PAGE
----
Mille Porsild from Denmark, Michelle Phillips from Canada, and Riley Dyche, Fairbanks, were fined for taking dogs into shelter cabins to ride out the storm with winds that were so strong, they created white-out conditions. The Anchorage Daily News reported on Friday.

Mark Nordman, race marshal, made the decision to penalize the mushers. He stated that indoor rest for the dogs was a competitive advantage over teams who trailed them to Nome.

Nordman stated that there was no doubt that Michelle and Mille did what was right for their dogs. It also affected future racers.”

Phillips fell one spot to 18th place, while Porsild dropped from 14th to 17. Dyche was not demoted from the standings but he was fined $1,000 after officials found that there weren’t any other mushers within his reach who would have been affected if the dogs were allowed to rest inside.

The decrease in the finishing position was $3,450 for Porsild, and $1,000 for Phillips.

Brent Sass won the race over Alaska, which was nearly 1,000 miles (1,609 km) long. He was also affected by the storm as he was about to reach Nome. He claimed that he fell from the sled, couldn’t see any of it and was afraid he would have to ride through the storm with his dogs.

Although the Iditarod did not make the story public, the demotion of the three muzers drew immediate criticism from People for the Ethical Treatment of Animals (PETAA), who responded with a sharp retort.

PETA Executive Vice President Tracy Reiman stated in a statement that “Nothing makes it more clear that this death race has to end than the Iditarod handing mushers a fine as punishment because they acted to prevent dogs from dying.”

She demanded cruelty charges be brought against mushers who left their dogs outside when they were in shelter cabins. “Cruelty has been baked into this deadly race and it’s now that it must stop.”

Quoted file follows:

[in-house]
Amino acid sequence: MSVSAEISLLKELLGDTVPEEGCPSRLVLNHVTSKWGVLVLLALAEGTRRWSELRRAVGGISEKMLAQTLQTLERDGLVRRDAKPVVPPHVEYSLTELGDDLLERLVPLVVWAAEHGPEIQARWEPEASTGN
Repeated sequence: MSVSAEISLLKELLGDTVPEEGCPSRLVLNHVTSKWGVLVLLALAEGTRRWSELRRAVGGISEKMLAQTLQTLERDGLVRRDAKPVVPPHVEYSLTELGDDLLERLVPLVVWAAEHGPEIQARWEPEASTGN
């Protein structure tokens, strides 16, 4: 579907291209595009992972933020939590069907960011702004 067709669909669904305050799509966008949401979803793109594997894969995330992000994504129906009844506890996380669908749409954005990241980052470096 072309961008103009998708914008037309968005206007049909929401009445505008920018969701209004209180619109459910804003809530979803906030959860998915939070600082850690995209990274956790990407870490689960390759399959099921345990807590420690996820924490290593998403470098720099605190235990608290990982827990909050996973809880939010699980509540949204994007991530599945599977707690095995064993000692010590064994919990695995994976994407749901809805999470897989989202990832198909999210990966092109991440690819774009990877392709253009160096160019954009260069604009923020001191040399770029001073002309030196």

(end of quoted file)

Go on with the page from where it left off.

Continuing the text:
Porsild supported her decision to bring the dogs in.

Michelle wrote that stopping and having the dogs in shelter cabins gave Michelle and me no competitive edge. In fact, we both lost the edge — especially me and our team.” She told the Daily News from Denmark.

Iditarod rules state that dogs must not be kept in shelters unless they are being treated or examined by race veterinarians. The Iditarod rulebook entry immediately following that one states: “There will not be cruel or inhumane treatment for dogs.” Cruel and inhumane treatment refers to any action or inaction that causes a dog unnecessary pain or suffering.

Four mushers, Matt Hall, Mitch Seavey three-time champion, Lev Shvarts, and Joar Leifseth Usom, filed complaints against Phillips and Porsild. Hall and Seavey were each promoted one spot after Phillips and Porsild were demoted. Shvarts was moved up two spots.

Porsild explained why she did it in an email to Nordman following the race. “There was no doubt in my mind that my dogs being left unprotected in such conditions could cause death or injuries to their dog(s),” Porsild wrote.

Phillips posted on Facebook, “With no natural winds breaks or materials to shelter them, I made what was best for my dog’s welfare in that extreme circumstance.”

Separately Dyche took his team into a shelter cabin to escape the storm, and was fined for failing to inform race officials.

Dyche stated that although he was aware it was against the law to allow dogs inside, he couldn’t help but feel guilty after failing to make a windbreak. He stated that he was certain he had made the right decision after he sat with the dogs in the cabin for 24 hours, listening to the wind pound the cabin.

Porsild returned to Denmark following the race but was not told by race officials about the demotion. Phillips informed her of the demotion several days later.

Phillips shared on Facebook that she was retiring from the Iditarod.